Brazil is facing a growing possibility of power rationing as the most severe drought in at least four decades drains dams, the country’s main source of electricity, according to Grupo BTG Pactual. (BBTG11)
Reservoir levels in Latin America’s largest economy may fall as low as 14 percent by November, making some sort of energy rationing between May and October “prudent,” BTG analysts led by Carlos Sequeira in Rio de Janeiro said in a note to clients. Power restrictions may force industry to cut output and hurt Brazil’s fiscal and trade positions, they said.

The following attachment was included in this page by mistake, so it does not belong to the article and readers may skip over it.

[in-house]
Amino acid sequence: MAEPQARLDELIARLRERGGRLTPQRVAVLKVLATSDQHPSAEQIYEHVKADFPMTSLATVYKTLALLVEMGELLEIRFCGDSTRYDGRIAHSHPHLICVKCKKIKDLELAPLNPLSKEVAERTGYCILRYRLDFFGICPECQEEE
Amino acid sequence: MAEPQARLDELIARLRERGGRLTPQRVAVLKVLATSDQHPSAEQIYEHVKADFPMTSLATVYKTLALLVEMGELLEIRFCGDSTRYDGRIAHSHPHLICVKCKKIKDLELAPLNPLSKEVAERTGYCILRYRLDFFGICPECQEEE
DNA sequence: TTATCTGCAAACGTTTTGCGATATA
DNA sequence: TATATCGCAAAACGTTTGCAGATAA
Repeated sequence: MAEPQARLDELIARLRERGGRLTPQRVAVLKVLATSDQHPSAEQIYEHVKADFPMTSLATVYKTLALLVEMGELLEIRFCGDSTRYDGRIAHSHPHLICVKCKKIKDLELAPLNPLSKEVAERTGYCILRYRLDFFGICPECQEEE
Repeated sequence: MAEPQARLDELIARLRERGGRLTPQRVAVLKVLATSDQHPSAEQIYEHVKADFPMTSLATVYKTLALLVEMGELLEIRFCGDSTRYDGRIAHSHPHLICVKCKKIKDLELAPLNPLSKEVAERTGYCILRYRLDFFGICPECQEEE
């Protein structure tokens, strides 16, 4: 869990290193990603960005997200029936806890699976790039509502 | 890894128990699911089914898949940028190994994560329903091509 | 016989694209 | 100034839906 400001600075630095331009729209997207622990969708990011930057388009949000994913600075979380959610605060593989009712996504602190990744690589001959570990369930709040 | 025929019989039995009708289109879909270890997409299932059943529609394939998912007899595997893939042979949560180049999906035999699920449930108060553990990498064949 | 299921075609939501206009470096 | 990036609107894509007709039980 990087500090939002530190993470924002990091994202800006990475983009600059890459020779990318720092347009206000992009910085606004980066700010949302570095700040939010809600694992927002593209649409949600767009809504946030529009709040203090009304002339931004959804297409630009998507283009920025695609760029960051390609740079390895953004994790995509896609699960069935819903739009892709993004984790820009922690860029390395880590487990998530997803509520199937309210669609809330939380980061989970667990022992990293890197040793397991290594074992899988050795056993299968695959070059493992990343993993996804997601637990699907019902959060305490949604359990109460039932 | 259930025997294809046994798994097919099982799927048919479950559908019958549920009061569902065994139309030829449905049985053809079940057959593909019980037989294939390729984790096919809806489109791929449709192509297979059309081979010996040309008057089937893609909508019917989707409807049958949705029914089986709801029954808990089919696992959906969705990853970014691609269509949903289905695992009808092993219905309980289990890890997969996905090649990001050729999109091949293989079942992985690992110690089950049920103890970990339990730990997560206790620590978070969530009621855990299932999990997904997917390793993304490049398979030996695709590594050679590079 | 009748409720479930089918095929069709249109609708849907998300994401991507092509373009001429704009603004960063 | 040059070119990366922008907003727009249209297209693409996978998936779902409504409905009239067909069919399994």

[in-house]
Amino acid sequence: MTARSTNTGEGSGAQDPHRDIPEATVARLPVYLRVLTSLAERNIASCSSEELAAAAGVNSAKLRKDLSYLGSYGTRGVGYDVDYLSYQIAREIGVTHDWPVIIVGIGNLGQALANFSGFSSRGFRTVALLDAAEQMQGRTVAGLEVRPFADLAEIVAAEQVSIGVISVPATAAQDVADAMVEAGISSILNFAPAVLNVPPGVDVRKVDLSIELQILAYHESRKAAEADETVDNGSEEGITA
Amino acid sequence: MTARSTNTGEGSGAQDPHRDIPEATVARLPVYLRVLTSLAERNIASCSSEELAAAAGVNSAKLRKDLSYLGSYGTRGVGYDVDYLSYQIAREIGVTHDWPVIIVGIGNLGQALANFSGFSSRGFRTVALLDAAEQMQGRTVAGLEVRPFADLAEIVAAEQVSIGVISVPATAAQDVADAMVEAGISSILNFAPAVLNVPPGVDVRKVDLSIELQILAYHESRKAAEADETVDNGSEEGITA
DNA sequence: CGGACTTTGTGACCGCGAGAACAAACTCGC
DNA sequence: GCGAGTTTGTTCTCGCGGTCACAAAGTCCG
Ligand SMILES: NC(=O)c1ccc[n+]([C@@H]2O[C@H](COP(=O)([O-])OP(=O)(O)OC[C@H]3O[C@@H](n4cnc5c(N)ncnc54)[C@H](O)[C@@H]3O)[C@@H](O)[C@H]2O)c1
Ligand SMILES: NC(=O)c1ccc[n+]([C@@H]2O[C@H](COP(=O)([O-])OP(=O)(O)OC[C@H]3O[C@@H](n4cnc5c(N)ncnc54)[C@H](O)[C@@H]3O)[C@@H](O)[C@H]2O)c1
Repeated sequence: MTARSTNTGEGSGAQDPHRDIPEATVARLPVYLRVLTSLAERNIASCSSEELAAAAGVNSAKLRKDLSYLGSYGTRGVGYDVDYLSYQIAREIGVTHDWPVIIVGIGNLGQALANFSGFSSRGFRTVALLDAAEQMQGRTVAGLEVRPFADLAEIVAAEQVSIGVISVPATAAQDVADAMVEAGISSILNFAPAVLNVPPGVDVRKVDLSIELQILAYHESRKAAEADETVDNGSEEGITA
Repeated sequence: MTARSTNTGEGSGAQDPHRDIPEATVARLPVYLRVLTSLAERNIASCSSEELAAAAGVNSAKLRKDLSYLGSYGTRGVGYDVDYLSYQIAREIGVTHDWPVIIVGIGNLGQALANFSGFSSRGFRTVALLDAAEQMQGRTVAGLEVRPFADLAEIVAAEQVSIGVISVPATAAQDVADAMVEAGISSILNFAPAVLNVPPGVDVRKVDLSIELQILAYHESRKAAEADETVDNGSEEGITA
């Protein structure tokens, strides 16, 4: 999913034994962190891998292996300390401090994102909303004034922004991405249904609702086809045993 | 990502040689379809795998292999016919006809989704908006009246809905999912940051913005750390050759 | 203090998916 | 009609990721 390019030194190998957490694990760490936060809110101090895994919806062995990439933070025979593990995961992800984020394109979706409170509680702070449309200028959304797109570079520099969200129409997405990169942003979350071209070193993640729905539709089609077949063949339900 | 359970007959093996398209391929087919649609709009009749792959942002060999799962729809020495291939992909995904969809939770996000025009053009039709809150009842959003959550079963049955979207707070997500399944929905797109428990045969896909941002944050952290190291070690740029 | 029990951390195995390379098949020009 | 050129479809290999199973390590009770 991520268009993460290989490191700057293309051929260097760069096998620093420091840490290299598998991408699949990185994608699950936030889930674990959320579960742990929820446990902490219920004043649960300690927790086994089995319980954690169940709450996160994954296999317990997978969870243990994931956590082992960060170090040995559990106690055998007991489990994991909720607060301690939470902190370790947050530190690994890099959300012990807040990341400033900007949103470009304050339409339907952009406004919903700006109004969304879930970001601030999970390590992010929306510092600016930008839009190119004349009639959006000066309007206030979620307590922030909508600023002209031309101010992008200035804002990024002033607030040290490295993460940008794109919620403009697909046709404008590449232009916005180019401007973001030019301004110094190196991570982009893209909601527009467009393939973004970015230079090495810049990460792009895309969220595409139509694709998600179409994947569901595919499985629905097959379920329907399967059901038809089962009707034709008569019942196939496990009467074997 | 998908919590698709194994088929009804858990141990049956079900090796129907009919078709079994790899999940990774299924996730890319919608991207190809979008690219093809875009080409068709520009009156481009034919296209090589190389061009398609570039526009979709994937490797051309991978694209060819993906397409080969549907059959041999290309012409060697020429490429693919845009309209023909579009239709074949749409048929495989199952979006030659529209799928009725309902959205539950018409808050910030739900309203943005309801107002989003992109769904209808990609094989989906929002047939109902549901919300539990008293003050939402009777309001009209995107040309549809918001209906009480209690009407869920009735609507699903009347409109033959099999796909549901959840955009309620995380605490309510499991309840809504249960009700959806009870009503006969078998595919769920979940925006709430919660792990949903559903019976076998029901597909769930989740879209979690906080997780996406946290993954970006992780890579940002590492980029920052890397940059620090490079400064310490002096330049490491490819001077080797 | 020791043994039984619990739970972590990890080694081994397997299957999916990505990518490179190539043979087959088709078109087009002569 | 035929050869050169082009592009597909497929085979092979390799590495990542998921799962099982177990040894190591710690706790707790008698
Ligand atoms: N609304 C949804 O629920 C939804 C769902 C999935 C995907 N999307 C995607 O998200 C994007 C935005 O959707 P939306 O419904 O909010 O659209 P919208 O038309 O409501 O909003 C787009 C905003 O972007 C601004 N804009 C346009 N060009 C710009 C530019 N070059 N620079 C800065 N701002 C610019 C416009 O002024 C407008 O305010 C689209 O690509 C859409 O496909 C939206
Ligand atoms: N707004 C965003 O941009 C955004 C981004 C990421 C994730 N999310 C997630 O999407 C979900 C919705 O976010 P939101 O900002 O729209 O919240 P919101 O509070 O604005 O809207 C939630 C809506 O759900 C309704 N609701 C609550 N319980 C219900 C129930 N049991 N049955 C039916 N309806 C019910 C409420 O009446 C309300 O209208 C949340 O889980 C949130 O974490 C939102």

“There is no question that risks of energy rationing are real and rising,” the analysts said in today’s report. “Demand is now higher and the pace of deterioration is alarming.”
The dry spell has reduced southeastern hydroelectric dam levels to the lowest since 2001, when Brazil last rationed power. The government last week unveiled a 12 billion-real ($5.1 billion) aid package for utilities to cope with record-high spot prices as hydroelectric plants cut output.
While postponing rationing may boost the need for stronger measures in the future, the government may opt to “muddle through with an unstable system” at least until after presidential elections in October, the BTG analysts said.
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